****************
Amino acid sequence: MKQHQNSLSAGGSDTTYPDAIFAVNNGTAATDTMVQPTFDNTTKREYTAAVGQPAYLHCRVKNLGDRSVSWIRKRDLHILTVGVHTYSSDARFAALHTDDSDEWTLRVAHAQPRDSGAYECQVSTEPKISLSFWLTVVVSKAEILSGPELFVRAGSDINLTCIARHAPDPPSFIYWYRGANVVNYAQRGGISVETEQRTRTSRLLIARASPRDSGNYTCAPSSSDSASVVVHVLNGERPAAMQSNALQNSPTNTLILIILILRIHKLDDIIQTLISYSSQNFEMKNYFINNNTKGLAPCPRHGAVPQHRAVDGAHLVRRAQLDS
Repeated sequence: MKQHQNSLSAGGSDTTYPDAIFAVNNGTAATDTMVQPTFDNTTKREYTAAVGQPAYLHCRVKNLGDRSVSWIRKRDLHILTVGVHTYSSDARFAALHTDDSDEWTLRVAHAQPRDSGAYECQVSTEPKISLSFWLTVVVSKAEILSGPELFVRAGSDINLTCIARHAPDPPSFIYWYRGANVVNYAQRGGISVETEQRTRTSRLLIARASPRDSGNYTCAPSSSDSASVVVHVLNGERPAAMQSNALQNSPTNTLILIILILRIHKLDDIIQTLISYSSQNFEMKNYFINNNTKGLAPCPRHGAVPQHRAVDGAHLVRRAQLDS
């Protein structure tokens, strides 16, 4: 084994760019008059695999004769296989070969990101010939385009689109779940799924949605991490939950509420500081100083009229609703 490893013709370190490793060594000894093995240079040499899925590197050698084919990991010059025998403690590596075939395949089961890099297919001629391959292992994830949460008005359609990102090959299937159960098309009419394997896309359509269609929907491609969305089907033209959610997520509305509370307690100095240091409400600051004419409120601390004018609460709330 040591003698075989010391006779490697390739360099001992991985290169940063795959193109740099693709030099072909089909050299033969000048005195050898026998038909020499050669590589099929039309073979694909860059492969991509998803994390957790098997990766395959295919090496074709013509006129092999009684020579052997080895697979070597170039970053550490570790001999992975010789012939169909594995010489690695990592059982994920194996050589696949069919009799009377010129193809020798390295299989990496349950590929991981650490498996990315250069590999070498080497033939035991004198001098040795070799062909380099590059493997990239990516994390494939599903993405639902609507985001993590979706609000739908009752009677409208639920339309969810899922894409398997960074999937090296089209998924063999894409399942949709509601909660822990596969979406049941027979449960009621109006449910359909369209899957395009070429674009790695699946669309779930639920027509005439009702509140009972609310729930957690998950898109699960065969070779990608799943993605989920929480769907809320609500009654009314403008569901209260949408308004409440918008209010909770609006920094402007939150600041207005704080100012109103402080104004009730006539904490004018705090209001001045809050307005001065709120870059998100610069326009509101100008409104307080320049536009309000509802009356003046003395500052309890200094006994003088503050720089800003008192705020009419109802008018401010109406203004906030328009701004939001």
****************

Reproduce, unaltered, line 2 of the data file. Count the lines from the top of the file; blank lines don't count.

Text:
Repeated sequence: MKQHQNSLSAGGSDTTYPDAIFAVNNGTAATDTMVQPTFDNTTKREYTAAVGQPAYLHCRVKNLGDRSVSWIRKRDLHILTVGVHTYSSDARFAALHTDDSDEWTLRVAHAQPRDSGAYECQVSTEPKISLSFWLTVVVSKAEILSGPELFVRAGSDINLTCIARHAPDPPSFIYWYRGANVVNYAQRGGISVETEQRTRTSRLLIARASPRDSGNYTCAPSSSDSASVVVHVLNGERPAAMQSNALQNSPTNTLILIILILRIHKLDDIIQTLISYSSQNFEMKNYFINNNTKGLAPCPRHGAVPQHRAVDGAHLVRRAQLDS